Archive for the 'Farnsworth Wright' Category

AAClarkRusty Burke once observed that H. P. Lovecraft was Robert E. Howard’s only truly significant correspondent—not just in the number of letters exchanged and the importance of their content, or even in their length, but in the sheer breadth of subjects that the two men covered in their seven years of acquaintance through letters—and perhaps more importantly, because so much of their correspondence has survived. The same cannot be said of Howard’s correspondence with the other great light at Weird Tales, Clark Ashton Smith. Only ten of Howard’s letters to Smith remain, and none of Smith’s letters to Howard are known to have survived. Still, this presents an interesting historical puzzle for the literary-minded detective. Given what we know of Smith and Howard, both from their surviving letters, and from the letters and memoirs of their friends and correspondents, especially H. P. Lovecraft and E. Hoffmann Price, how much of their correspondence can we reconstruct based on the letters that remain?

As background, the first mention of Clark Ashton Smith in Howard’s letters is in a missive to Tevis Clyde Smith c.July 1930 (CL2.58) regarding Lovecraft’s mention in a letter to Howard (AMTF1.31) that Smith had praised some of Howard’s work in Weird Tales, and with Howard replying to Lovecraft (c.August 1930, CL2.61) that he in turn had long been a fan of both Lovecraft and Smith’s poems in Weird Tales, and in fact both men had praised each other’s work in the Eyrie (March 1932, April 1932, April 1933). The earliest reference to Howard in Smith’s published letters dates to c.October 1930, commenting in passing on Howard’s “Kings in the Night” in Weird Tales (SLCAS 122). So before they ever began to correspond with one another, both Howard and Smith were aware of each other’s work, and had a mutual correspondent in H. P. Lovecraft, who encouraged Howard to order Smith’s book:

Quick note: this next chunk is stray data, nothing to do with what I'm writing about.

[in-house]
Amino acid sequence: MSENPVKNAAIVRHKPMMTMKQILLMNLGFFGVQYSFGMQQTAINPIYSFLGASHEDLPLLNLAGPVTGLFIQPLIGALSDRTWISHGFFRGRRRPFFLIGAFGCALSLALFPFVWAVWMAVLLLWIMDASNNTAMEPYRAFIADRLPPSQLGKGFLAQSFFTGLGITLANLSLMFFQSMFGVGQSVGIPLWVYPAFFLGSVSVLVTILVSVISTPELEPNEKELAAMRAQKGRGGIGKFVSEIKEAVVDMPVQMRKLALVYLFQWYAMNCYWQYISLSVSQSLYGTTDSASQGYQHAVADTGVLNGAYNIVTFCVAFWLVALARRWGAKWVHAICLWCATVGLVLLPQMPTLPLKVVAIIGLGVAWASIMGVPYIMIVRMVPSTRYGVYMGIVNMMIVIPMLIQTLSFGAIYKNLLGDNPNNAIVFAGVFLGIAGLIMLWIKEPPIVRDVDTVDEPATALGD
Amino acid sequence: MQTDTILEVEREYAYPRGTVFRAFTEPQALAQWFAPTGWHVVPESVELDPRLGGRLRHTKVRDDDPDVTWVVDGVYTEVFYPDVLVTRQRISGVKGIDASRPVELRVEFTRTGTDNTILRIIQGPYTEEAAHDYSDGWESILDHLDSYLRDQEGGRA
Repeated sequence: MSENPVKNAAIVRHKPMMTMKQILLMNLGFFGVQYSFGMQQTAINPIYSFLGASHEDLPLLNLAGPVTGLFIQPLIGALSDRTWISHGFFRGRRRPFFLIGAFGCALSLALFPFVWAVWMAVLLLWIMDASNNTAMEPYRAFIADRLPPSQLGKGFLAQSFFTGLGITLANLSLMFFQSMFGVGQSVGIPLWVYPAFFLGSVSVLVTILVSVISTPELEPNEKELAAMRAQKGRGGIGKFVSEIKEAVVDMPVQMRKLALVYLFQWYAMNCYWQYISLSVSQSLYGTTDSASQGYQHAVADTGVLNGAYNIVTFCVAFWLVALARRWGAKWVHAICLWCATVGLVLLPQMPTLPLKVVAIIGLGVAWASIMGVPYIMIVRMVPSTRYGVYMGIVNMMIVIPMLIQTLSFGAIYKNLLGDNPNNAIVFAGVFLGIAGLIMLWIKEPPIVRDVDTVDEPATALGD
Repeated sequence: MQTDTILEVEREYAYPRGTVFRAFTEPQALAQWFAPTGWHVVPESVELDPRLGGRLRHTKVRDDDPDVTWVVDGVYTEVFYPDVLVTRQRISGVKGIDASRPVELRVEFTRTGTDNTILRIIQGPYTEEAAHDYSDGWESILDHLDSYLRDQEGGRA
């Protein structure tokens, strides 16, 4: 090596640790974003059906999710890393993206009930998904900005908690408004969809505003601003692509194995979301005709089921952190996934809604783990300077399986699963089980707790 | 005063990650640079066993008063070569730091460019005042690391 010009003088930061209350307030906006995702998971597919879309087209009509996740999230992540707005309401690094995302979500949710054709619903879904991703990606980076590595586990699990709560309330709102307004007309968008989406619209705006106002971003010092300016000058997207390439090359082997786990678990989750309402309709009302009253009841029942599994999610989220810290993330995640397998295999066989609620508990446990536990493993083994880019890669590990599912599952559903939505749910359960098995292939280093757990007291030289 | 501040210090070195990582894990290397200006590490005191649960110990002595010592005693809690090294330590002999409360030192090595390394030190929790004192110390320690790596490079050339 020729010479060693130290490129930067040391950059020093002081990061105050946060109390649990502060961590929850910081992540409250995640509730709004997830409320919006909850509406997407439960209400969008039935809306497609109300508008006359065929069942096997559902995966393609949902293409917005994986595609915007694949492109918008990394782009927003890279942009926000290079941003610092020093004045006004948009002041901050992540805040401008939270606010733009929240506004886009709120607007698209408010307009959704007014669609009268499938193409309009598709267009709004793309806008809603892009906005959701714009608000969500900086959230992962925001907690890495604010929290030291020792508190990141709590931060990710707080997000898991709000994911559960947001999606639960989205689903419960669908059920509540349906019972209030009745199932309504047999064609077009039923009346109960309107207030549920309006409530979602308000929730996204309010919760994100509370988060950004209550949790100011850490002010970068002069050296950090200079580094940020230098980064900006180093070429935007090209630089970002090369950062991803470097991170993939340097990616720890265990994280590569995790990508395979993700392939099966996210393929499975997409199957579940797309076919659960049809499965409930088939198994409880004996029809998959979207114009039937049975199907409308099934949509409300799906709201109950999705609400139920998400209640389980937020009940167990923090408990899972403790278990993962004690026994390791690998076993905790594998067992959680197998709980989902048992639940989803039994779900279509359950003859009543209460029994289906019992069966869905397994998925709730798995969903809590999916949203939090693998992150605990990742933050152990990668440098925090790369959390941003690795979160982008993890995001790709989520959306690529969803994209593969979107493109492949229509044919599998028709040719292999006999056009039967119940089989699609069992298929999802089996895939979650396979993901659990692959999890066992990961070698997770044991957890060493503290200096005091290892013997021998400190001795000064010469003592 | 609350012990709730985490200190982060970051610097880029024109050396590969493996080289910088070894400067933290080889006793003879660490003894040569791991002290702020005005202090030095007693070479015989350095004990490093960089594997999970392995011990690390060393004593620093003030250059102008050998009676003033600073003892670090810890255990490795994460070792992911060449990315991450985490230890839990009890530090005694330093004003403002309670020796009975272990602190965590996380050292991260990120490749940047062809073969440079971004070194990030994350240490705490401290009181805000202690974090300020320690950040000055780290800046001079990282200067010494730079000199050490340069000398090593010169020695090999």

By the way—I enclose a circular of Clark Ashton Smith’s new brochure of weird stories, all of which are splendid. I advise you to pick up this item—and also the book of poems at its reduced price. Both are highly unusual and meritorious. (AMTF2.619)

DS&OFThe first letter from Howard to Smith that survives is postmarked 15 March 1933 (CL3.42-43); however it is clear from the contents that it is not the first letter in the exchange, but a reply to Smith. Probably the correspondence began in early 1933 or late 1932 with a letter from Howard, but almost certainly after Smith’s The Double Shadow and Other Fantasies (July 1932) was published, since Howard thanks Smith for a copy that Smith had sent him. In that letter, Howard commiserates with Smith on the demise of Strange Tales, the news of which arrived to Smith in early October 1932 (SLCAS 194), where both men had stories accepted but ultimately not published (“The Demon of the Flower,” “The Seed from the Sepulchre,” and “The Colossus of Ylourgne” for Smith, and “The Valley of the Lost” for Howard). Howard’s mention of “The Dark Eidolon” being accepted by Weird Tales further suggests that Smith’s letter preceding this one is from January or February 1933, since Smith only finished that tale and sent it to Farnsworth Wright late December 1932 (SLCAS 198), and typical replies seem to have taken at least a couple weeks.